“For us at the culture ministry, this is not a scientific priority, and it would be very expensive,” Grenier de Monner says today. “And if we did excavate it, that could lead to requests by families who lost members during the war for us to do costly excavation of other wrecks. We don’t want to encourage that.”

Philippe Castellano is optimistic about breaking through the bureaucratic inertia. “This has now gone too far for anybody to stop it,” he says. But the ministry of culture’s Grenier de Monner disagrees: “Unless there’s a surprising, high-level political decision,” he says, “I don’t believe this excavation is going to happen.”

The simple quest for historical truth has produced a very complex French affaire . At stake is the future of the myth of Antoine de Saint-Exupéry—and the possibility of ever learning what really happened to him.


A trailblazer for aviation and a war hero: Roland Garros

The French Open stadium may not be named after a tennis champion, but Roland Garros certainly deserves his place in the history books.

The French Open stadium may not be named after a tennis champion, but Roland Garros certainly deserves his place in the history books.

As astounding as it may seem, not many people know the full story behind the man whose name was adopted by one of the world’s most legendary tennis venues. Admittedly, it is rather unusual that the name of an aviator should be adopted for a tennis stadium. This is just one of the originalities in the French Open story, and a well-deserved homage to a man who was both a pioneer and a hero.

Roland Garros was not an avid tennis player, despite being a keen sportsman. When he was younger, he had a talent for football, rugby and cycling, a sport that helped get his respiratory system back to full strength after a bout of pneumonia when he was 12.

Born in Saint-Denis de la Réunion on 6th October 1888, Garros graduated from the HEC business school and founded his own company at the age of 21 – a car dealership not far from the Arc de Triomphe – before his life took a new direction in August 1909. Having been invited to the Champagne region by a friend, he attended his first air show and fell completely in love with these crazy machines. Since Garros never did anything by halves, he immediately bought a plane and taught himself how to fly before obtaining his pilot’s licence.

The world’s first flight across the Mediterranean

On 6th September 1911, two years after the birth of this all-consuming passion for aircraft, Garros broke his first altitude record, reaching 3,910 metres (just under 13,000 feet) after taking off from Houlgate beach. He took part in a series of air show and races, astonishing spectators with his bravery and inventiveness. He quickly became a star in the discipline, with hundreds of thousands of people in both Europe and South America flocking to watch him in action.

Roland Garros had great ambitions and wanted to fly over the seas. He set himself a new challenge: to cross the Mediterranean, something that had never been done at the time. On 23rd September 1913, he flew from Saint-Raphaël (French Riviera) to Bizerte (Tunisia) on his Morane-Saulnier monoplane. This epic journey would take nearly eight hours.

Setting off at 5.47am – with 200 litres of fuel and 60 litres of castor oil on board, and despite two engine failures that the mechanical genius managed to rapidly fix – Garros landed in Tunisia at 1.40pm after flying 780 kilometres (485 miles). He had just five litres of fuel left in the tank! This exploit made him the blue-eyed boy of the Parisian smart set. Jean Cocteau, among others, became a friend. The poet and filmmaker, who Garros sometimes took out in his plane, even dedicated a text to him: "Le Cap de Bonne Espérance" (The Cape of Good Hope).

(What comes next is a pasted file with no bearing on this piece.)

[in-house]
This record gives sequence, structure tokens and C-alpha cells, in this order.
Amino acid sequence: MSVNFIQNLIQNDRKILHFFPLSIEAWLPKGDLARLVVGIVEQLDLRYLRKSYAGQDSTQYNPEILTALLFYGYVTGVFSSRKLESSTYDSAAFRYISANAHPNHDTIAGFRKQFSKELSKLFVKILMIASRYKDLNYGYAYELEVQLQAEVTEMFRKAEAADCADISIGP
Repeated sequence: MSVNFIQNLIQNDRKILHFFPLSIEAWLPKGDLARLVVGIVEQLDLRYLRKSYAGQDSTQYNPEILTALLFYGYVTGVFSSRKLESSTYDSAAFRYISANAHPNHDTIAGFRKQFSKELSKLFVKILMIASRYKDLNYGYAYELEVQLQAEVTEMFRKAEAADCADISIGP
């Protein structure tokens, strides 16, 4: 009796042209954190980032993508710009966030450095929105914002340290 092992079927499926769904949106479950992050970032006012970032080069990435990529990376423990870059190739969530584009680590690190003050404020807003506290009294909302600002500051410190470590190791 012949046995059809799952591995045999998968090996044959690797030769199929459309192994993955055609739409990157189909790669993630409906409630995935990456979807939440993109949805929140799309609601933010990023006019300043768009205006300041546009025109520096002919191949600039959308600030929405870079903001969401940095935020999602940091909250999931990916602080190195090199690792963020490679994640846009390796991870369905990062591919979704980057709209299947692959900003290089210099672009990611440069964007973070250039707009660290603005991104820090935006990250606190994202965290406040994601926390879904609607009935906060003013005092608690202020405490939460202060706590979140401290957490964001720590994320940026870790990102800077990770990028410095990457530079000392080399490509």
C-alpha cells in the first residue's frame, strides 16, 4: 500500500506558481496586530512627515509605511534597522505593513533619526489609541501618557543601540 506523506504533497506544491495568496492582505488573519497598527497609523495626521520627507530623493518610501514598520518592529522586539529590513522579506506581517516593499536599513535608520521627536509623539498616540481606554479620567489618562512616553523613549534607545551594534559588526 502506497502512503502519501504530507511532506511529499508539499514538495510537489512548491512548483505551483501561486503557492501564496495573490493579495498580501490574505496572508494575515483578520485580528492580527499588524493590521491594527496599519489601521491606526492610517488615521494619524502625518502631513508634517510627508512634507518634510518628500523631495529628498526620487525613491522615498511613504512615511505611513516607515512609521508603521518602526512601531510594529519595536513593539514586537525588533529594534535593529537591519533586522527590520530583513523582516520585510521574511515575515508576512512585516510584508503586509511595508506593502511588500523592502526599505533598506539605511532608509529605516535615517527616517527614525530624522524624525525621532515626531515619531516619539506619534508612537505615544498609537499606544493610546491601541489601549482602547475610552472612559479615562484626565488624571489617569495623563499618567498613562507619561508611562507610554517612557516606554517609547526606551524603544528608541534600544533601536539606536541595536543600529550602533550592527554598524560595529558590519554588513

Inventor of the first on-board machine gun

When World War I broke out, the skilled pianist signed up to fight. At the time, planes were equipped with very little weaponry, if any at all. Roland Garros’ inventing and trailblazing skills kicked in and he developed the first single-seater fighter plane equipped with an on-board machine gun that fired through the propeller. It was revolutionary. He returned to the front equipped with his new firing device.

In early April 1915, sub lieutenant Garros notched up three consecutive victories in a fortnight, but was then hit by the German anti-aircraft defence over Belgium.

Forced to land, he was taken prisoner before he had chance to destroy his plane. His invention therefore fell into the hands of the enemy, who used his ideas to adapt their own aircraft.

It took strong-headed Garros three years to escape, clumsily disguised as a German officer. But his health had seriously deteriorated during his captivity. He had become severely short-sighted and had to make himself pairs of glasses in secret so that he could keep flying. Though Clémenceau wanted him to stay home as an advisor, stubborn Garros went back off to battle. This time, his bravery proved fatal: he was killed on 5th October 1918 over the Ardennes, though not before winning a fourth duel.

"Victory belongs to the most persevering." A quote attributed to Napoleon I and one which Roland Garros made his own. so much so that he inscribed it on his planes’ propellers. A phrase that could also be applied to the winners of the Roland Garros tournament…

A legacy in Paris

A First World War hero and trailblazer for aviation, Roland Garros was also a man who nurtured solid friendships. Ten years after his death, in 1928, the tennis stadium that had been built for the Mousquetaires to defend their Davis Cup title was named after Roland Garros, at the request of Emile Lesueur, president of the Stade Français and Garros’ former classmate at the HEC, whose campaign to chair the Stade Français had been supported by the pilot several decades previously.

So, yes, Roland Garros was only vaguely linked with the tennis world. But very few sports stadiums carry the name of a person who showed so much drive, intelligence and courage: cardinal values for anyone who hopes to reign supreme at the Porte d’Auteuil.